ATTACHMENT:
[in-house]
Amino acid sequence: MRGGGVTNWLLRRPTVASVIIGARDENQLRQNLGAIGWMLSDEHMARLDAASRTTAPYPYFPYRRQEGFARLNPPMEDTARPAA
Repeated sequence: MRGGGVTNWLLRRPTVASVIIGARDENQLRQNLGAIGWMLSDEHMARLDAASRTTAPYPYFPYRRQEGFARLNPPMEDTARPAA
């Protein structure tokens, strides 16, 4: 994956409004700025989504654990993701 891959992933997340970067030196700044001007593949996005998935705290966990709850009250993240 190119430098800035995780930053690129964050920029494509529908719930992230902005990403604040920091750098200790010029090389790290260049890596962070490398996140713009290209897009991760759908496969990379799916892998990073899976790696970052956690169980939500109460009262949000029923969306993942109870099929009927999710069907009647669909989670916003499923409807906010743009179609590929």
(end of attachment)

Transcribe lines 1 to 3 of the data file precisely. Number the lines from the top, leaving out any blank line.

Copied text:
[in-house]
Amino acid sequence: MRGGGVTNWLLRRPTVASVIIGARDENQLRQNLGAIGWMLSDEHMARLDAASRTTAPYPYFPYRRQEGFARLNPPMEDTARPAA
Repeated sequence: MRGGGVTNWLLRRPTVASVIIGARDENQLRQNLGAIGWMLSDEHMARLDAASRTTAPYPYFPYRRQEGFARLNPPMEDTARPAA